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Five ways around the table

Published: Thursday, Sept. 27, 2012 1:39 p.m. CDT

As the school year is in full swing, the dinner hour is a busy time. With all the running around, it can be tempting to just run through the drive-through and eat in the car on the way to the next event.

However, when we eat at home we not only are spending less money, we also are eating a healthier meal. The way to get that meal to the table is to plan, and the weekend is a perfect time to do just that. Base your meals on MyPlate — an easy visual to gauge the healthiness of your meal — with half your plate being fruits and vegetables, a quarter as lean protein, a quarter as whole grain, plus a serving of low-fat dairy.

September 24 was recognized as National Family Day to recognize the importance of eating together as a family. Benefits to children are seen when family meals happen between five and seven times per week. Those benefits include improved academic performance and self-esteem, lower rates of obesity and eating disorders and lower incidences of substance abuse and teen pregnancy. An easy way to gather everyone to the table is with a fun food station. This could happen at the evening meal or even breakfast; the important thing is that everyone is present and eats together.

Food stations can be easy meals if you do a little prep work beforehand. Have your family brainstorm ideas on toppings they like, remembering to include fruits and vegetables within the choices. Gather the family into the kitchen Sunday night to chop up a few vegetables or pre-cook some chicken breasts. You also can use frozen vegetables; thaw and then sauté them. Cooking ahead allows you a quick and easy meal during the week.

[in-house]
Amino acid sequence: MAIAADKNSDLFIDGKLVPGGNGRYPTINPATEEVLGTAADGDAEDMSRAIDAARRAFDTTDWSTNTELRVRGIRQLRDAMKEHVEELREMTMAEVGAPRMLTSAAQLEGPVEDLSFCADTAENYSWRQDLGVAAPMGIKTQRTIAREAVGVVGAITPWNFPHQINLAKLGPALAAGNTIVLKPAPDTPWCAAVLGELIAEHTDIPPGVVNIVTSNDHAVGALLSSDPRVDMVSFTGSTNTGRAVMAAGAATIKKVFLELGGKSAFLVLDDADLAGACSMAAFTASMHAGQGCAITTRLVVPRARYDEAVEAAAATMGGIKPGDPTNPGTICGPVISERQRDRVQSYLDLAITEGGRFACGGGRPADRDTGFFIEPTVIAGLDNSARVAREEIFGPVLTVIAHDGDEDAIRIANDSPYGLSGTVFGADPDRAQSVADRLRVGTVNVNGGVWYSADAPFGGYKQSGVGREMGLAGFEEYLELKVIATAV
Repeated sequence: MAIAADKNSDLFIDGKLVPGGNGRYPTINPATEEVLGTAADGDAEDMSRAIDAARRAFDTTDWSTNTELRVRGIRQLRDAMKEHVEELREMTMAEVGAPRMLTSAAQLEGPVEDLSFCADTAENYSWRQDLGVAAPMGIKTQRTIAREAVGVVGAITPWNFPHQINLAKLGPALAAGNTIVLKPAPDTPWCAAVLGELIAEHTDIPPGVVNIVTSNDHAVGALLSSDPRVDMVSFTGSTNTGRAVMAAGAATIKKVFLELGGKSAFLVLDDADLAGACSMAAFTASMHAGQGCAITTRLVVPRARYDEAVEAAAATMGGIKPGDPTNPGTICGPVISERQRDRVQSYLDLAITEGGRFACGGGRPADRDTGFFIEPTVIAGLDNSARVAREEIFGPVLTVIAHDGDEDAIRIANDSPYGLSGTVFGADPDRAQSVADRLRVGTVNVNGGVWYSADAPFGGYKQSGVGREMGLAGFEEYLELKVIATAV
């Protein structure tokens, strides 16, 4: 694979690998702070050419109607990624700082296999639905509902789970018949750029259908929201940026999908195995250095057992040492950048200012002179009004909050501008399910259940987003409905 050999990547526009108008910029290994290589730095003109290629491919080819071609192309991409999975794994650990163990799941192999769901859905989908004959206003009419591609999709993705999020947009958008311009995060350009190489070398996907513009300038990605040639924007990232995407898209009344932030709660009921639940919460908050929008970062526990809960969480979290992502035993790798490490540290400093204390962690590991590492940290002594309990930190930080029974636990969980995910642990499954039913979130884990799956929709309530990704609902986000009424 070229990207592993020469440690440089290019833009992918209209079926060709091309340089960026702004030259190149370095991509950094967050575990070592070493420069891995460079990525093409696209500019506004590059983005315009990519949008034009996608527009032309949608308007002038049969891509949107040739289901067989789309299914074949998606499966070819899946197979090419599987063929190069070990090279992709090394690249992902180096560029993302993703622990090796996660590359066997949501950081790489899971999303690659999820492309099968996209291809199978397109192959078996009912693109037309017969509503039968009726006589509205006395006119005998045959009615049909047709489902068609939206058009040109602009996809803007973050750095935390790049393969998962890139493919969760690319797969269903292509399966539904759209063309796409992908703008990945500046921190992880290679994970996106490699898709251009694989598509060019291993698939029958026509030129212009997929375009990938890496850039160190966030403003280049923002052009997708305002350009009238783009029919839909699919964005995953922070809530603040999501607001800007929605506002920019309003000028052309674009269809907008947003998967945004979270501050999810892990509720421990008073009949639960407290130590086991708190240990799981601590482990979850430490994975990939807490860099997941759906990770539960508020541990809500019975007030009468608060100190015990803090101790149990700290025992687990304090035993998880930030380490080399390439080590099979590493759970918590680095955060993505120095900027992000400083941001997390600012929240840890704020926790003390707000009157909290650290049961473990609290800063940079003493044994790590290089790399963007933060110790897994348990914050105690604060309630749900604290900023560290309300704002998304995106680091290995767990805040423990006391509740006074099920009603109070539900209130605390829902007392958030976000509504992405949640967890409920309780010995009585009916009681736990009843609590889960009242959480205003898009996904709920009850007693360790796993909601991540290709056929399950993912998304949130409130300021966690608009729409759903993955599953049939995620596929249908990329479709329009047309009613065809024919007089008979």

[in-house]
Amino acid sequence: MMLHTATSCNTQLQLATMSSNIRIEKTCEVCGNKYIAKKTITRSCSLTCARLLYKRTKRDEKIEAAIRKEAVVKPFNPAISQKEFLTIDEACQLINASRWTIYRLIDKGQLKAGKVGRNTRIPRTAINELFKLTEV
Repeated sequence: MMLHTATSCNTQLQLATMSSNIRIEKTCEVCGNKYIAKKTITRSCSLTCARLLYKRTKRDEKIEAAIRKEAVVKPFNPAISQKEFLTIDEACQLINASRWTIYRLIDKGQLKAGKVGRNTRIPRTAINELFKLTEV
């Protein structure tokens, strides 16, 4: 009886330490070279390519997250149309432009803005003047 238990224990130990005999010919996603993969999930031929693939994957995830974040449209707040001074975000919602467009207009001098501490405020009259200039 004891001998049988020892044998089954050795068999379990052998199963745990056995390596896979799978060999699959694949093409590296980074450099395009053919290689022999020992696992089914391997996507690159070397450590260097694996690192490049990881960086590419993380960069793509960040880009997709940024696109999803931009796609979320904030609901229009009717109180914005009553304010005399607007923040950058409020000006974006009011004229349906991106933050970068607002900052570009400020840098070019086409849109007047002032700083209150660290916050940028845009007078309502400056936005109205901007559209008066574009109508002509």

5 Food Stations for Family Meals

1. Oatmeal Bar — If you cook your oatmeal in the crockpot overnight, it will be ready to go by morning. Topping ideas include fresh fruits, thawed frozen fruit, nuts, dried fruit, cinnamon, maple syrup, flax seed, chia seed, granola and vanilla yogurt.

2. Spud Bar — Utilize the frozen Steam ‘n’ Mash potatoes or pre-bake some baked potatoes and have the following toppings available: broccoli, cauliflower, peppers, tomatoes, salsa, green onions, black beans, cheese, rotisserie chicken or diced ham.

3. Nacho Bar — Top whole grain corn chips with chicken, black beans, salsa, tomatoes, avocado, lettuce, pre-cooked brown rice (find it in the freezer section), crumbled cooked lean hamburger, corn, peppers, plain Greek yogurt and cheese. Bake it in the oven for 5-10 minutes, or until cheese melts.

4. Pasta Bar — Precook whole grain pasta and top with a variety of sauces, including low-fat Alfredo, pesto, marinara, steamed vegetables, cooked shrimp, cooked chicken, reduced-fat meatballs, fresh basil, cheeses and fresh baked bread.

5. Pizza Bar — Top whole grain pita crusts or whole grain tortillas with cheeses, pesto sauce, pizza sauce, cooked broccoli, diced peppers, canned pineapple tidbits, olives, mushrooms, diced ham, turkey pepperoni, cooked chicken and fresh herbs.

Chicken Nacho Supreme

• Hy-Vee whole grain tortilla chips

• 1 tablespoon olive oil

• 1 red bell pepper, chopped

• 2 cups diced rotisserie chicken

• 1 cup black bean and corn salsa

• 1 cup Hy-Vee finely shredded reduced-fat cheddar cheese

• Sour cream, green onions, optional

Preheat oven to 350 degrees.

Spread a single layer of tortilla chips on baking pan.

Heat oil in a nonstick skillet over medium-high heat. Sauté red bell pepper, stirring constantly, until crisp-tender, about 2 to 3 minutes. Spoon evenly over chips.

Combine chicken and salsa in a bowl. Spoon over bell peppers. Sprinkle cheese on top. Bake for 5 minutes at 350 degrees, or until cheese is melted.

Serve with sour cream and chopped green onions, if desired.

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